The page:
Losing money is not the only risk clients face when using CAM practices. Many CAM practices are not as safe as clients perceive them to be. This is especially true with herbal remedies and megadoses of vitamins, some of which can have serious side effects and can cause dangerous interactions with prescription medications and each other. Adding to the confusion is that many CAM therapies are subject to far less regulatory scrutiny than are interventions used in conventional medicine.
The Economics of CAM
It’s hard to determine how the recession is affecting demand for CAM services, Spiegel says. People who find themselves underinsured or uninsured may turn to CAM to avoid high-cost visits to doctors or hospitals. But, at the same time, other people may cut down on CAM services that are not covered by insurance.
The new sense of thriftiness resulting from the recession is forcing many clients to take a hard look at which CAM techniques have the most value and the most data to back them up, Stookey says. Consumers can no longer afford to blindly follow fads when it comes to CAM, she says.
Lane agrees: “Things that are helpful tend to stick around. The effectiveness will determine what techniques remain and which ones fade.”
— Christina Reardon is a freelance writer based in Harrisburg, PA, and an MSW candidate at Temple University.
Billions Spent on CAM
U.S. adults spent an estimated $33.9 billion out of pocket in 2007 on visits to CAM practitioners and on CAM products, classes, and materials, according to a July report released by Health and Human Services. That’s up from an estimated $27 billion in spending in 1997.
Among the report’s other findings are the following:
• Out-of-pocket spending on CAM accounted for 1.5% of total healthcare expenditures in the United States and 11.2% of total out-of-pocket healthcare expenditures.
• Nearly two thirds of out-of-pocket spending on CAM was for self-care purchases of products, classes, and materials, with the remainder spent on visits to CAM practitioners. The largest portion of self-care spending was on herbal supplements, followed by spending on yoga, tai chi, and qigong classes; homeopathic medicine; and information about relaxation techniques.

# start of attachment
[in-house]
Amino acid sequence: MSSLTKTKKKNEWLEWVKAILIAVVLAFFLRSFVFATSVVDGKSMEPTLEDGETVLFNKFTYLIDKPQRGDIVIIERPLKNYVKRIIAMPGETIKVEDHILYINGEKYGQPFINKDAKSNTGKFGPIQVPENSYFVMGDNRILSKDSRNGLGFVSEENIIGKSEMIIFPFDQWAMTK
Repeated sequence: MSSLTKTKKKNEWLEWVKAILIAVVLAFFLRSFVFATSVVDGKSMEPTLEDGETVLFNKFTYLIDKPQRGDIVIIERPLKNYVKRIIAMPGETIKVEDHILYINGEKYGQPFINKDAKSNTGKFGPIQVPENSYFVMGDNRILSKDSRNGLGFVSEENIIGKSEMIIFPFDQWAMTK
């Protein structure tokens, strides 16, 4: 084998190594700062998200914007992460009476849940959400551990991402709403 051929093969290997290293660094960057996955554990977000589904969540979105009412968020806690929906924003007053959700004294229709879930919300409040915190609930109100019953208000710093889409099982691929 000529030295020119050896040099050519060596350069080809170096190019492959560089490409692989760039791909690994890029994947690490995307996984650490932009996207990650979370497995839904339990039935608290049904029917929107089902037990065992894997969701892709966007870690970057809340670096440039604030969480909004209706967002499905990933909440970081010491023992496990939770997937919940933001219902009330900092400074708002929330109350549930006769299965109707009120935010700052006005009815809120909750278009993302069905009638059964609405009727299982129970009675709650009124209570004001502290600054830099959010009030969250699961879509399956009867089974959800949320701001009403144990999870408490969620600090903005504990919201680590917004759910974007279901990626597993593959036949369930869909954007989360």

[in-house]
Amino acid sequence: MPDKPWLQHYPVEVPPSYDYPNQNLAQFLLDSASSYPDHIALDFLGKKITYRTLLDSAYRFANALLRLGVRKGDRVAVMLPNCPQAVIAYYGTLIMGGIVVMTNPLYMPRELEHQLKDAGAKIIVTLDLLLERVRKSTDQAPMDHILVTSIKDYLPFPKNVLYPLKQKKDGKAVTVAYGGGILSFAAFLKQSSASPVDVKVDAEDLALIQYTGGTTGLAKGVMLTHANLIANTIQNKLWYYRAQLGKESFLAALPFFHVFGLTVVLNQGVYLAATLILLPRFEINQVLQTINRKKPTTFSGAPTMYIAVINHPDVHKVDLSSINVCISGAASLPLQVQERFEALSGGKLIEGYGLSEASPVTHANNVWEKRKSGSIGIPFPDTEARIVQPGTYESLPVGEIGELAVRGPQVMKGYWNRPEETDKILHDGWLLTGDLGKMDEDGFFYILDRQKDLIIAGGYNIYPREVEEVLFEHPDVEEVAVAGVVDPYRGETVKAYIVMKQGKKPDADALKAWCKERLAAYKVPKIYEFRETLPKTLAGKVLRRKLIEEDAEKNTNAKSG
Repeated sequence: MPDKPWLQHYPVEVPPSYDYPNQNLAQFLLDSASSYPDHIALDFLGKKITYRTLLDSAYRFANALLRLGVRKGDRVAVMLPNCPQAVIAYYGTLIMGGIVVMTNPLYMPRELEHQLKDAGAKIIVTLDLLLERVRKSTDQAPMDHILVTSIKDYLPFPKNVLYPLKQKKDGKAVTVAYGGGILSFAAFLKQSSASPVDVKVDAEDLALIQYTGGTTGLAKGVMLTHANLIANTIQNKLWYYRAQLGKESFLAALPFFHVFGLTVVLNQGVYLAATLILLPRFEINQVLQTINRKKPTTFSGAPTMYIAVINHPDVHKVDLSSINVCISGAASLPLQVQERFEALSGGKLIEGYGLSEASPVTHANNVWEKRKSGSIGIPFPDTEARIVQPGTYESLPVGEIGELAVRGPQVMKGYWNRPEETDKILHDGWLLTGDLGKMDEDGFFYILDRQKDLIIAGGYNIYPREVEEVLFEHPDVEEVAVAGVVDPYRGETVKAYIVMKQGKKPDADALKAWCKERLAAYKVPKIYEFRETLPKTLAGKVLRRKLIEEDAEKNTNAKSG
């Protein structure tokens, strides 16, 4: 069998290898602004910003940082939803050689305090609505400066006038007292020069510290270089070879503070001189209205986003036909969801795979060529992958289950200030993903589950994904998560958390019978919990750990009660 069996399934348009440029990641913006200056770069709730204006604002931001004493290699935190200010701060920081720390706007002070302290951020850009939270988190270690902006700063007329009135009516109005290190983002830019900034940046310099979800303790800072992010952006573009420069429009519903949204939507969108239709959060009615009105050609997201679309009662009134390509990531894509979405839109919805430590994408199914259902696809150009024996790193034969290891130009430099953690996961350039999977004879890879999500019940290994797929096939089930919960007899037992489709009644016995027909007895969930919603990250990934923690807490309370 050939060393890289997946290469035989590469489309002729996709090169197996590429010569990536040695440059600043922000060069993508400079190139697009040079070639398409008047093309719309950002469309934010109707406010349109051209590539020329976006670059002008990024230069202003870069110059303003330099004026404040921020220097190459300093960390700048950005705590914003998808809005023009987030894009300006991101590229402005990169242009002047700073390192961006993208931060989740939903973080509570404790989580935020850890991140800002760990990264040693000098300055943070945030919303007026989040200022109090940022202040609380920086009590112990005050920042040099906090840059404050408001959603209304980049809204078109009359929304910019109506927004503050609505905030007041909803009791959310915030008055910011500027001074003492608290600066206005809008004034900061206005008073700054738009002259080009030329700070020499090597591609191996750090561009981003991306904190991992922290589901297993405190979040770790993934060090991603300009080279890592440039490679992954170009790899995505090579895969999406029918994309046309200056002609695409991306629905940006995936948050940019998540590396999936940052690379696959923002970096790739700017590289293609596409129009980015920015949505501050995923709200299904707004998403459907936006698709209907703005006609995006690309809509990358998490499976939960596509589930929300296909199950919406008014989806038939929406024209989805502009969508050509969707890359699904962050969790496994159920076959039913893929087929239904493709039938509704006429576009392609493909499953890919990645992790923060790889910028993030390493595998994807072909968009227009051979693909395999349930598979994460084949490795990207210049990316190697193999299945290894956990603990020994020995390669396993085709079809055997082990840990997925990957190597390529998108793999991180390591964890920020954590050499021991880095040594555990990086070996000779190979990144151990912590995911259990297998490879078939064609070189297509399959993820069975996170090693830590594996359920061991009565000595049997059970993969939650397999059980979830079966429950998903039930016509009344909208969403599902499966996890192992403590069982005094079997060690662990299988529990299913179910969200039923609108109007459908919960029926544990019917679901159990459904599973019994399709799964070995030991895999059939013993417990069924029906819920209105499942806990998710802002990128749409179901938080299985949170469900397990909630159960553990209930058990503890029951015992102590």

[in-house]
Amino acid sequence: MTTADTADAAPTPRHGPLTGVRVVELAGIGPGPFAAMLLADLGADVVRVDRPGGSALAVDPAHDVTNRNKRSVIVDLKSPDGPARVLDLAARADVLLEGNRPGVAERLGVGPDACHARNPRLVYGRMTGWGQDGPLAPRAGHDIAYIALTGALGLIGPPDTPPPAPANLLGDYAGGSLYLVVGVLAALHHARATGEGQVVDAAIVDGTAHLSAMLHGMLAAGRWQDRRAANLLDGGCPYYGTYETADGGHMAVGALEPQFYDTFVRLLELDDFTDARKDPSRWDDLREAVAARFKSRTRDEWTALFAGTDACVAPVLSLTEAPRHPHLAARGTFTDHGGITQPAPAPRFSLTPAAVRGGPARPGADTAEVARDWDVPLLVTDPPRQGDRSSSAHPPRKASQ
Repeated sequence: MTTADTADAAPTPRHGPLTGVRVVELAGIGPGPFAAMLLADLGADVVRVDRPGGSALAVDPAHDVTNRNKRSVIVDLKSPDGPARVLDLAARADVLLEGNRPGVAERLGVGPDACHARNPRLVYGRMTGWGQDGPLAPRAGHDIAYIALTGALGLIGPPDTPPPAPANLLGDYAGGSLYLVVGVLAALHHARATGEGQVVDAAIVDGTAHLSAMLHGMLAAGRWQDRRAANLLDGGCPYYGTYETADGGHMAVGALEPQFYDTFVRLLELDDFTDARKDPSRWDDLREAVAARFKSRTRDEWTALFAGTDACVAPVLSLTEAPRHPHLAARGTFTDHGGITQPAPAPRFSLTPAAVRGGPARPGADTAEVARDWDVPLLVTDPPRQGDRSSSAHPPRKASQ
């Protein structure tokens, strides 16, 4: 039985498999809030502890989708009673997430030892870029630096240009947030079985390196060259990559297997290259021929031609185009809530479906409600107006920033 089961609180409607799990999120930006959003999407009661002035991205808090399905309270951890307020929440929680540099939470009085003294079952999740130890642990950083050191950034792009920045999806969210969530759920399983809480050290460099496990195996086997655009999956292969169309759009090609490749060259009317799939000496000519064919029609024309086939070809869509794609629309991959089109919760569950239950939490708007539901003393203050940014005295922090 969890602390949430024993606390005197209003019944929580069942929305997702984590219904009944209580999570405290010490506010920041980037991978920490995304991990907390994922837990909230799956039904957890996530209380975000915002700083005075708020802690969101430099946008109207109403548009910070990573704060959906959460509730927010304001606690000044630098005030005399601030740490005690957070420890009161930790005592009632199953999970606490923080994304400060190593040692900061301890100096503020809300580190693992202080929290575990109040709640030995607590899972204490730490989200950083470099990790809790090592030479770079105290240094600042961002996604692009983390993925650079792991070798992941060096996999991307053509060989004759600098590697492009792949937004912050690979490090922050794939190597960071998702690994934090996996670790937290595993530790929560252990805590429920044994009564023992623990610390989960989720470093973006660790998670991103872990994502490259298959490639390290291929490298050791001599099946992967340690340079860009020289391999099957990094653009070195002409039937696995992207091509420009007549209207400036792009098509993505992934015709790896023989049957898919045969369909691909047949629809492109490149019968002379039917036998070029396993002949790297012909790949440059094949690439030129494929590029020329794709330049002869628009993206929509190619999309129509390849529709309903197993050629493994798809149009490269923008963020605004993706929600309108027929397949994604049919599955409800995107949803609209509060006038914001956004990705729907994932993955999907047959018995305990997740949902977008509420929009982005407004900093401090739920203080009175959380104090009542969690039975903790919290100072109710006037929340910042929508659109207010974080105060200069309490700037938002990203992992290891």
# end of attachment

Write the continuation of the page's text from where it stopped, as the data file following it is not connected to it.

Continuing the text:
• About three quarters of both visits to CAM practitioners and out-of-pocket spending on CAM practitioners were associated with manipulative and body-based therapies such as chiropractic manipulation and massage. On average, U.S. adults spent nearly $122 per person for visits to CAM practitioners.
Data for the report came from the results of more than 23,000 interviews conducted as part of the 2007 National Health Interview Survey. The full report, “Costs of Complementary and Alternative Medicine (CAM) and Frequency of Visits to CAM Practitioners: United States, 2007,” is available on the Web site of the National Center for Complementary and Alternative Medicine (http://nccam.nih.gov).
Bearn, J., Swami, A., Stewart, D., Atnas, C., Giotto, L., & Gossop, M. (2009). Auricular acupuncture as an adjunct to opiate detoxification treatment: Effects on withdrawal symptoms. Journal of Substance Abuse Treatment, 36(3), 345-349.
Bertisch, S. M., Wee, C. C., Phillips, R. S., & McCarthy, E. P. (2009). Alternative mind-body therapies used by adults with medical conditions. Journal of Psychosomatic Research, 66(6), 511-519.
Fang, L., & Schinke, S. P. (2007). Complementary alternative medicine use among Chinese Americans: Findings from a community mental health service population. Psychiatric Services, 58(3), 402-404.
Horowitz, S. (2009). Acupuncture for treating mental health disorders. Alternative and Complementary Therapies, 15(3), 135-141.
Liu, T. T., Shi, J., Epstein, D. H., Bao, Y. P., & Lu, L. (2009). A meta-analysis of acupuncture combined with opioid receptor agonists for treatment of opiate-withdrawal symptoms. Cellular and Molecular Neurobiology, 29(4), 449-454.
Lu, L., Liu, Y., Zhu, W., Shi, J., Liu, Y., Ling, W., et al. (2009). Traditional medicine in the treatment of drug addiction. American Journal of Drug and Alcohol Abuse, 35, 1-11.
Martinez, L. N. (2009). South Texas Mexican American use of traditional folk and mainstream alternative therapies. Hispanic Journal of Behavioral Sciences, 31(1), 128-143.
Stuyt, E. B., & Meeker, J. L. (2006). Benefits of auricular acupuncture in tobacco-free inpatient dual-diagnosis treatment. Journal of Dual Diagnosis, 2(4), 41-52.
Woolhouse, M. (2007). Complementary therapies in mental health care. Australian Family Physician, 36(4), 247.